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Son wants to marry a South African citizen here on a J-1 visa. She has about 65 days before she has to leave. UPDATE

Seattle, WA |

Son wants to marry a South African citizen here on a J-1 visa. She has about 65 days before she has to leave.

Asked about 1 month ago - Seattle, WA

•Family Immigration
•Family Law
•Family Visa
•J-1 Visa
•Marriage Visa


What can they do (or have to do) for her to remain in the US?

Additional information
My son is a citizen, she is on a J-1 au pair visa with a 2 year residency requirement. Also she said she was on a 90 extension already and must leave the first week of Sept. This has come up rather suddenly.

Update: So... what I have found out is; Her visa says(has) annotation N0008806479. Bearer is not subject to section 212(E). Two year rule does not apply. P-4-06027 Her visa expired in March and she is on a 6 months extension through the Au pair service. She has a reservation(flight) to leave to South Africa (home) on the 6th of September. He has asked her to marry and wants to know whether they need to marry now and what to do in order for her to get or retain "legal" status, and what exactly that entails?? And should she stay in the US until she has legal status? (Which seems to be the general consensus) Thank you (in advance) for your help.

Thank you all for your input. She will be back a week from Monday. We will be able to move forward then. Do any of your answers have anything to do with the "fiancé visa" status? Thank you all again.

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Attorney answers 5


None of the details you are citing really matter or make any difference. No au pair is ever subject to the 2 year home residency requirement. Whether or not her status expires does NOT matter. The only thing she needs to prove is her lawful admission into the country, which she has. All they need to do is get married and then your son has to sponsor her for a marriage-based green card here in the US. If done correctly, within 2-3 of filing she'll be receiving her employment authorization card and Advance Parole travel document and within barely 4 months or so from filing receipt they will both be called for the interview at USCIS. If everything goes well, your future daughter in law will have a green card in her pocket within a mere 4 months after filing.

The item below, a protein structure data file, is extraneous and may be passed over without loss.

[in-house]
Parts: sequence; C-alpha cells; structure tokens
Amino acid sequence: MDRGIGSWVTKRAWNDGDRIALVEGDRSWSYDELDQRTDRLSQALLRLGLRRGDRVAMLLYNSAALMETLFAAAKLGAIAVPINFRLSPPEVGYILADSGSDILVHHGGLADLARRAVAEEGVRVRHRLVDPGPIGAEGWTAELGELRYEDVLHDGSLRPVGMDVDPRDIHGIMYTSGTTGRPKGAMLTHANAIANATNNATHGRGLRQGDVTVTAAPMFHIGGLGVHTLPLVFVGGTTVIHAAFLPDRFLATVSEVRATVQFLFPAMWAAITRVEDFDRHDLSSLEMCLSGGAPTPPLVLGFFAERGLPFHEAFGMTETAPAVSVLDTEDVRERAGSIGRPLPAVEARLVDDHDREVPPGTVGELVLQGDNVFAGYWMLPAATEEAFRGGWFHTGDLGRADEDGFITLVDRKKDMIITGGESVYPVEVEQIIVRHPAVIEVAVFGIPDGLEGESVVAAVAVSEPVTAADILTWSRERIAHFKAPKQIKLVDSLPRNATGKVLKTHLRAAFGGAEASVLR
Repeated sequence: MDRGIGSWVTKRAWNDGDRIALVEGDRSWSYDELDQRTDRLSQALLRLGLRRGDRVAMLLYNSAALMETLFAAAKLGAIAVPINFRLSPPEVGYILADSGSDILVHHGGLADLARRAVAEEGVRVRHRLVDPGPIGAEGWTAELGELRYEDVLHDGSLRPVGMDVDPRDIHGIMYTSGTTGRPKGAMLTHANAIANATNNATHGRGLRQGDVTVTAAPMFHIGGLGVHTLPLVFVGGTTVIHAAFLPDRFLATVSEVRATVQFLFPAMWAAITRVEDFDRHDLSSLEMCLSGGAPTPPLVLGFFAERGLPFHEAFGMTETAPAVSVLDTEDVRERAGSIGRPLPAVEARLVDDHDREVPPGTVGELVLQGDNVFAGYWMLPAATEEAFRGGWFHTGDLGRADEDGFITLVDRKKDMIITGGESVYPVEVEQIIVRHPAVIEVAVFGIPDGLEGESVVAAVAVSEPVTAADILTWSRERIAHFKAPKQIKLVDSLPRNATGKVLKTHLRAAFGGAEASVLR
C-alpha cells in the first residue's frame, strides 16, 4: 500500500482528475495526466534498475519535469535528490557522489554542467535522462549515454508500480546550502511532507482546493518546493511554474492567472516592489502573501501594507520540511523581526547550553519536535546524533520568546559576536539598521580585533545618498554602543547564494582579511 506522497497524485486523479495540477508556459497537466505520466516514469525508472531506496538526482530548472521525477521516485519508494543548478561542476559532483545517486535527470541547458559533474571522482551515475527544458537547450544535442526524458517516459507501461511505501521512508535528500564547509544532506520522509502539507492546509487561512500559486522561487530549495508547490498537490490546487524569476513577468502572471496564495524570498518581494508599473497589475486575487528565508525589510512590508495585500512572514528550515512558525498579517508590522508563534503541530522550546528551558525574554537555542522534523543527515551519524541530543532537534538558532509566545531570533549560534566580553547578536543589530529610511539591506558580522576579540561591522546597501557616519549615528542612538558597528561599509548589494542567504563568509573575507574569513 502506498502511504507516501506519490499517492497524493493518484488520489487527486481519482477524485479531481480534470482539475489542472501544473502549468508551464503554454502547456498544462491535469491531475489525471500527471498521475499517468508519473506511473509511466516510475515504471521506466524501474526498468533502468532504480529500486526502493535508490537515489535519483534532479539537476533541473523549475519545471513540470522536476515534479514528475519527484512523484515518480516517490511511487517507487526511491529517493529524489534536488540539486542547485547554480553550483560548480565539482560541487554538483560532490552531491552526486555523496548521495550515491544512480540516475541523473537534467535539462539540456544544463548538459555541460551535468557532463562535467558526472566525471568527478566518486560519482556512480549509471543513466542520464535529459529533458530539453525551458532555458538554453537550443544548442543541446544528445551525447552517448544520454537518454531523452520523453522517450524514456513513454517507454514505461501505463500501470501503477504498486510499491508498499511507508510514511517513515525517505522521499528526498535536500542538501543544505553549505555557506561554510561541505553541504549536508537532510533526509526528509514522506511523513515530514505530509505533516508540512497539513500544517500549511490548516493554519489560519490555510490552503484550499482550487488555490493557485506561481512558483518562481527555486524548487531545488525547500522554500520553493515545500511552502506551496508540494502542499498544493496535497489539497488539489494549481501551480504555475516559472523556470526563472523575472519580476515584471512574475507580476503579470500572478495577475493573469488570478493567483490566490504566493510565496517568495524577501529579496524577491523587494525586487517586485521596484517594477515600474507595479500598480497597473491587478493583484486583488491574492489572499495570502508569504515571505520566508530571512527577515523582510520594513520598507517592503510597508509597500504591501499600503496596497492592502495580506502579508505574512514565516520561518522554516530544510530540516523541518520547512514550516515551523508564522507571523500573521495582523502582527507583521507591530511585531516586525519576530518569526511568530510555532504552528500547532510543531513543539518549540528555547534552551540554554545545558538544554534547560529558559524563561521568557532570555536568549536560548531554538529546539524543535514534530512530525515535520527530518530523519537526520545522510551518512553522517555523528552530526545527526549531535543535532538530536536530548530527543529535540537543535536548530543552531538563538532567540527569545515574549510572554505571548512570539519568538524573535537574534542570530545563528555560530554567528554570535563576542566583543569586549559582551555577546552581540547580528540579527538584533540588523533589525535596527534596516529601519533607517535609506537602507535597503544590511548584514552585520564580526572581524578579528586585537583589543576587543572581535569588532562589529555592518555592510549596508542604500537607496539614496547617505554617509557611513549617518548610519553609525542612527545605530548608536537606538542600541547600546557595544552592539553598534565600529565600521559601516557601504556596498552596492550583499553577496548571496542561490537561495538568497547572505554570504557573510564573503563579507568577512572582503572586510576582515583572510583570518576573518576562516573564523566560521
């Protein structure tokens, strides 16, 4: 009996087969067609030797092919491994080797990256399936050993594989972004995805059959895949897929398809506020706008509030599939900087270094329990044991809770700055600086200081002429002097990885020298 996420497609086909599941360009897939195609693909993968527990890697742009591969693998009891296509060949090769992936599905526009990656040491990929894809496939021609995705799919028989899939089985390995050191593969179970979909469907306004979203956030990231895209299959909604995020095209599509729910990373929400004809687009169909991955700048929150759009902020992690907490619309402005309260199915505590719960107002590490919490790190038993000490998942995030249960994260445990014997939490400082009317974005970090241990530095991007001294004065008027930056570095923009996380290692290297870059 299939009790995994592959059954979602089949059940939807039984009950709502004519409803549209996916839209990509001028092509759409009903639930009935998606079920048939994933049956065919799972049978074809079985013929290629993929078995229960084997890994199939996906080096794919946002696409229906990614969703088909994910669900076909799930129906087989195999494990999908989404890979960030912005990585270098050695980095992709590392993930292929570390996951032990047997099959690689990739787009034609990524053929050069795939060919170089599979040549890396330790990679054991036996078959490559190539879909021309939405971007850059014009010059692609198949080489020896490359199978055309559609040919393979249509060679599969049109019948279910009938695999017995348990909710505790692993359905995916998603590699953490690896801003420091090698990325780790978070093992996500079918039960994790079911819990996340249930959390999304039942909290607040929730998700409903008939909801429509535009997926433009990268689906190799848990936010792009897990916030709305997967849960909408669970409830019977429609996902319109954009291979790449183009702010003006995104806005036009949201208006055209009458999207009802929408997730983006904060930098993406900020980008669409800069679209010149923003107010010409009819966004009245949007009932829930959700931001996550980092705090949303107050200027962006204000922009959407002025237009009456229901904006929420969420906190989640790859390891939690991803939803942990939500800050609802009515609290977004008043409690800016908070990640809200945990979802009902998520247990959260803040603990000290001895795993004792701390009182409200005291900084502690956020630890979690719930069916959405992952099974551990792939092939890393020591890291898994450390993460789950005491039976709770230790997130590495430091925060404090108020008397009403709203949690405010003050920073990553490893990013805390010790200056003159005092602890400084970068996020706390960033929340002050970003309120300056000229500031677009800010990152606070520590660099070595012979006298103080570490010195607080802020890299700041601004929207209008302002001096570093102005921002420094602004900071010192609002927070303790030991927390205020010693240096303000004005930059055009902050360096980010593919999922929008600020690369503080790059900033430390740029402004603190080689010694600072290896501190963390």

Behar Intl. Counsel 619.234.5962 Kindly be advised that the answer above is only general in nature cannot be construed as legal advice, given that not enough facts are known. It is your responsibility to retain a lawyer to analyze the facts specific to your particular situation in order to give you specific advice. Specific answers will require cognizance of all pertinent facts about your case. Any answers offered on Avvo are of a general nature only, and are not meant to create an attorney-client relationship.


She enter the US legally so she doesn't have to return to her country for consular processing, she can adjust status here. As soon as she is married to your son, your son should file I-130 and I-485 concurrently. If she wants to work or travel prior to receiving her green card she must file EAD and advanced parole at the same time or soon after. If everything is fine, she will be getting her green card in 3-4 months after the application. If your son is ever unsure about the process, he should contact an immigration attorney.

The information on this website is not intended to be legal advice.


From the information provided, it appears that she may adjust here in the USA. Please note that immigration law is very tricky & an immigration lawyer should be consulted, especially given the limited time frame to file.

Our offices are located in Manchester, NH, but we practice nationwide.

Enrique Mesa, Esq.
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Manchester, NH

Phone: 603-296-2222; Email: LawServe - 15 Stark St., Manchester, NH. The information provided is for informational purposes only, and is not to be construed as legal advice or a creation of an attorney/client relationship.


They can marry now and apply for her immigrant visa and permanent residency as soon as they marry. She will not have to leave the US.

The answer provided here is general in nature and does not take into account other factors that may need to be reviewed for a more precise answer. You should consult with an immigration attorney before taking any action. The answer here is not intended to create an attorney-client relationship.


Please work with an attorney from this point. It will be much easier, and you don't want to make mistakes. For example, it will take very much longer and be more expensive if she leaves. Because she entered lawfully and is applying as the spouse of a US citizen, she can go it here without leaving even if her current status expires. But! Make sure to have an attorney review the entire history to see if there may be any other issues.

This reply is intended only as general information and does not constitute legal advice in any particular case. This reply does not create an attorney/client relationship.